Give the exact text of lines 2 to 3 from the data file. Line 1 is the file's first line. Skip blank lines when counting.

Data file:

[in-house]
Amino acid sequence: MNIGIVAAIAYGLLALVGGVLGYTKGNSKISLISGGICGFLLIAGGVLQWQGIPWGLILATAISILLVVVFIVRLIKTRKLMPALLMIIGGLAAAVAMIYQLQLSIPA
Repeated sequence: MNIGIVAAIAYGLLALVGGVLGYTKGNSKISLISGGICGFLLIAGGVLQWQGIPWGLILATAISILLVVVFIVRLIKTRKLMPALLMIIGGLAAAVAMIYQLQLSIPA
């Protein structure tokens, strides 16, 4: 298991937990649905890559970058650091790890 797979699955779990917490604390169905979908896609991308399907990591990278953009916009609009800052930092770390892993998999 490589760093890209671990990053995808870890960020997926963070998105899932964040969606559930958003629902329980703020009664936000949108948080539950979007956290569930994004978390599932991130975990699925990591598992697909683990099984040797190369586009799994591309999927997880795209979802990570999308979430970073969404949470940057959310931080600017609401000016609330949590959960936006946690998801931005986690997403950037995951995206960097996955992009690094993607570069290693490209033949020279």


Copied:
Amino acid sequence: MNIGIVAAIAYGLLALVGGVLGYTKGNSKISLISGGICGFLLIAGGVLQWQGIPWGLILATAISILLVVVFIVRLIKTRKLMPALLMIIGGLAAAVAMIYQLQLSIPA
Repeated sequence: MNIGIVAAIAYGLLALVGGVLGYTKGNSKISLISGGICGFLLIAGGVLQWQGIPWGLILATAISILLVVVFIVRLIKTRKLMPALLMIIGGLAAAVAMIYQLQLSIPA